Jewish culture and tradition has adapted so much throughout the years that much of it is entirely modern and based on history, not the word of God. A huge part of American Jewish culture is the idea that Jews are essentially nomads: kicked out of quite a few countries, often on the run (yes, Israel is technically our country, but I and many others really don’t want to associate with Israel at the moment). We’re often scapegoated, and certainly a minority in America. Like the mandatory awkward Holocaust unit, or being “othered” and made into an implicit third party when learning about religion in school, certain undeniably Jewish experiences have only come about because of modern American history and the way Jews are perceived by gentile America.


American Jewish culture isn’t without its subtle dose of anti-semitism, though. We’ve seen it in the Neo-Nazi attack on an Anne Frank memorial in Idaho last December, or the various synagogue shootings in the past couple years, but we can also see it in sneakier ways: namely, the Shylock character, or antisemetic depictions of implied-Jewish villains in modern film. Shylock refers to the character of Shylock in Shakespeare’s “The Merchant of Venice,” a greedy and cruel Jewish money-lender who takes a pound of flesh from the Christian protagonist when he can’t pay back his loan. While not much can be this outright antisemetic anymore, certain villains in modern films are clearly implied to be Jewish. For example, the goblins that work at Gringotts Bank in Harry Potter, The Penguin in classic Batman comics, or Gollum in Lord of the Rings. Most of these characters feature long, hooked noses, are greedy and cruel, and are some kind of money-lender (or, at the very least, are fascinated with money and wealth): all antisemetic stereotypes that are easily applicable to modern media as well as easy to hide.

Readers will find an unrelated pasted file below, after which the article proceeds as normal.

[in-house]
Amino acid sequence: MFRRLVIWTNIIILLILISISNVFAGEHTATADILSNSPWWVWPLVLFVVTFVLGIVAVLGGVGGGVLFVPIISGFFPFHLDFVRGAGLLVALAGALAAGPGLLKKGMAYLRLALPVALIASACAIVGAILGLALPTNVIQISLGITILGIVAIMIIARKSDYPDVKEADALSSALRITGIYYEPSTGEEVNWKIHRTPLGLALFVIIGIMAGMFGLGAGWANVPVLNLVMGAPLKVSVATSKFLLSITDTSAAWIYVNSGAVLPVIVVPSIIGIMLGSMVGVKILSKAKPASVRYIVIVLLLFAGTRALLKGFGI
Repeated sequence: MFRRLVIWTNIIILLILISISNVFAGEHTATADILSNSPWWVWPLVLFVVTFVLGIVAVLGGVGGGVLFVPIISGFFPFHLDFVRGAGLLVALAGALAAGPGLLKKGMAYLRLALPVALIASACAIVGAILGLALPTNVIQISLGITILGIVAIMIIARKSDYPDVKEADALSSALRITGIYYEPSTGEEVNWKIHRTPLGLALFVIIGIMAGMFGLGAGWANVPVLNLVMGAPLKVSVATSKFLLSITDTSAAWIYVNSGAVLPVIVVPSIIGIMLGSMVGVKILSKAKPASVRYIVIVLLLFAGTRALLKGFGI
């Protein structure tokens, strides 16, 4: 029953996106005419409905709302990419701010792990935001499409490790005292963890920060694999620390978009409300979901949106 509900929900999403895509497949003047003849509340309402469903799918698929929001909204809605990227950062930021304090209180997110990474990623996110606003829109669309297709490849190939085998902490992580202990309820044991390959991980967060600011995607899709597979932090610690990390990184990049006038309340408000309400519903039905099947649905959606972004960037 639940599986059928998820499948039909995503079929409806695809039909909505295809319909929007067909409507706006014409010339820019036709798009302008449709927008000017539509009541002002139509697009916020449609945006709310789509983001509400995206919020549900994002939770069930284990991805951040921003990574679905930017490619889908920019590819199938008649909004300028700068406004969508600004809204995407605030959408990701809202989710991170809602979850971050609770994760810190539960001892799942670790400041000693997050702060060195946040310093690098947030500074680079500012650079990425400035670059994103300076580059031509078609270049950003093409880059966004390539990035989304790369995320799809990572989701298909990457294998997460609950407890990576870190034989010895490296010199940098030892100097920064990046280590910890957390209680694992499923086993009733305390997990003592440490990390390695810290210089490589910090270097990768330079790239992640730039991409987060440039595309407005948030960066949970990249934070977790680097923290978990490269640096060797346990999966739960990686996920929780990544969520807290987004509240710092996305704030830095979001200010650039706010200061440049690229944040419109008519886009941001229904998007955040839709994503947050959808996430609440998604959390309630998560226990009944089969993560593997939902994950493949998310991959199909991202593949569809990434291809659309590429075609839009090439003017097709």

Images of the vandalism in Boise, Idaho. Credit: Wassmuth Center for Human Rights

It’s impossible to talk about anti-semetism without talking about race, though. Jews are not a race, they’re an ethnicity: which means that white Jews need to recognize their privilege before going too in depth on issues regarding anti-semitism. Jews have not been largely oppressed in America for a long time, so my whiteness will protect me from far more than my Jewishness could ever bring about.


Personally, I’m fascinated by culture, identity and the nature of individuality. Judaism is a familiar label and community, and a solid one that serves as a mental-emotional place of rest and certainty for a lot of people. The way that people can come together to form one coherent identity, one that can grow and adapt so much depending on the individuals within it and means different things to different people, is clearly visible to me in Judaism, even if it’s just one of many pockets of culture surrounding us. If nothing else, it’s an interesting thing that I know a lot about, and I’m happy to share a bit of what I’ve learned.